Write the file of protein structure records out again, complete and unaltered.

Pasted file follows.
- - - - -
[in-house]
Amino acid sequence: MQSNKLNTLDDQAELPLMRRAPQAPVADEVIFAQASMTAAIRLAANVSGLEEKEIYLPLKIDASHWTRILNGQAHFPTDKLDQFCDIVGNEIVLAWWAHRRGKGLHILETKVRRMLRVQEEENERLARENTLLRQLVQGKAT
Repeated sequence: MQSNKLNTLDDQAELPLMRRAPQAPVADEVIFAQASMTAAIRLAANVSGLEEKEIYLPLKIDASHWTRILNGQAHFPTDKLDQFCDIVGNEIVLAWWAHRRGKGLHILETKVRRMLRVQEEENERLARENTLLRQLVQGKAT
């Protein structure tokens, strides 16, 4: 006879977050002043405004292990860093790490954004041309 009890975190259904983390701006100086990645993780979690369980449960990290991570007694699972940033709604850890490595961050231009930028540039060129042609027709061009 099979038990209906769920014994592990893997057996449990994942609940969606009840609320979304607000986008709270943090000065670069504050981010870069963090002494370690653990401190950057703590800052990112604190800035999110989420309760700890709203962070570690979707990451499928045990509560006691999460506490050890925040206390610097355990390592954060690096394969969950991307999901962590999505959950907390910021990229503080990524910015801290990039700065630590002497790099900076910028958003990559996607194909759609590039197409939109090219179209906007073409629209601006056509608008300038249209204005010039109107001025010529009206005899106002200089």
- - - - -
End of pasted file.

[in-house]
Amino acid sequence: MQSNKLNTLDDQAELPLMRRAPQAPVADEVIFAQASMTAAIRLAANVSGLEEKEIYLPLKIDASHWTRILNGQAHFPTDKLDQFCDIVGNEIVLAWWAHRRGKGLHILETKVRRMLRVQEEENERLARENTLLRQLVQGKAT
Repeated sequence: MQSNKLNTLDDQAELPLMRRAPQAPVADEVIFAQASMTAAIRLAANVSGLEEKEIYLPLKIDASHWTRILNGQAHFPTDKLDQFCDIVGNEIVLAWWAHRRGKGLHILETKVRRMLRVQEEENERLARENTLLRQLVQGKAT
């Protein structure tokens, strides 16, 4: 006879977050002043405004292990860093790490954004041309 009890975190259904983390701006100086990645993780979690369980449960990290991570007694699972940033709604850890490595961050231009930028540039060129042609027709061009 099979038990209906769920014994592990893997057996449990994942609940969606009840609320979304607000986008709270943090000065670069504050981010870069963090002494370690653990401190950057703590800052990112604190800035999110989420309760700890709203962070570690979707990451499928045990509560006691999460506490050890925040206390610097355990390592954060690096394969969950991307999901962590999505959950907390910021990229503080990524910015801290990039700065630590002497790099900076910028958003990559996607194909759609590039197409939109090219179209906007073409629209601006056509608008300038249209204005010039109107001025010529009206005899106002200089």